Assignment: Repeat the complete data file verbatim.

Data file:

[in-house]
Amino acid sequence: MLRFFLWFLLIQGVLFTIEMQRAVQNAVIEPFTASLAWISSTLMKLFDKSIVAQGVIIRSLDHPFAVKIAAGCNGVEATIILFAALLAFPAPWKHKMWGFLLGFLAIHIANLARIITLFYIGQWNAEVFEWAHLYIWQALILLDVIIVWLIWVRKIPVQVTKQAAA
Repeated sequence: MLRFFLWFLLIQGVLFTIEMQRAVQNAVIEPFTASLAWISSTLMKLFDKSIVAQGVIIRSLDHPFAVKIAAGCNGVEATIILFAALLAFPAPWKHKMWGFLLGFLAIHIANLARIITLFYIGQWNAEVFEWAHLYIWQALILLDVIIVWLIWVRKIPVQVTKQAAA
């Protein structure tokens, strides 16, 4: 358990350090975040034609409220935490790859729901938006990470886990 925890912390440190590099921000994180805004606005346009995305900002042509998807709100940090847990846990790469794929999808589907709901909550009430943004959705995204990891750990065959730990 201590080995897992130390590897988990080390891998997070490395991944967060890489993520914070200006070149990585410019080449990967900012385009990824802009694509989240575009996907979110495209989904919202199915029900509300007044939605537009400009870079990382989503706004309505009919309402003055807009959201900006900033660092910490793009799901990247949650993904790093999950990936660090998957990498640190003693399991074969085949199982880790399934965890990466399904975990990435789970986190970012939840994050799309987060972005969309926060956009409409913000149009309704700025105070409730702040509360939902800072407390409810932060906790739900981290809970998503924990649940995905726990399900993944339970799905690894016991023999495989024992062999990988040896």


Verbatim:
[in-house]
Amino acid sequence: MLRFFLWFLLIQGVLFTIEMQRAVQNAVIEPFTASLAWISSTLMKLFDKSIVAQGVIIRSLDHPFAVKIAAGCNGVEATIILFAALLAFPAPWKHKMWGFLLGFLAIHIANLARIITLFYIGQWNAEVFEWAHLYIWQALILLDVIIVWLIWVRKIPVQVTKQAAA
Repeated sequence: MLRFFLWFLLIQGVLFTIEMQRAVQNAVIEPFTASLAWISSTLMKLFDKSIVAQGVIIRSLDHPFAVKIAAGCNGVEATIILFAALLAFPAPWKHKMWGFLLGFLAIHIANLARIITLFYIGQWNAEVFEWAHLYIWQALILLDVIIVWLIWVRKIPVQVTKQAAA
């Protein structure tokens, strides 16, 4: 358990350090975040034609409220935490790859729901938006990470886990 925890912390440190590099921000994180805004606005346009995305900002042509998807709100940090847990846990790469794929999808589907709901909550009430943004959705995204990891750990065959730990 201590080995897992130390590897988990080390891998997070490395991944967060890489993520914070200006070149990585410019080449990967900012385009990824802009694509989240575009996907979110495209989904919202199915029900509300007044939605537009400009870079990382989503706004309505009919309402003055807009959201900006900033660092910490793009799901990247949650993904790093999950990936660090998957990498640190003693399991074969085949199982880790399934965890990466399904975990990435789970986190970012939840994050799309987060972005969309926060956009409409913000149009309704700025105070409730702040509360939902800072407390409810932060906790739900981290809970998503924990649940995905726990399900993944339970799905690894016991023999495989024992062999990988040896």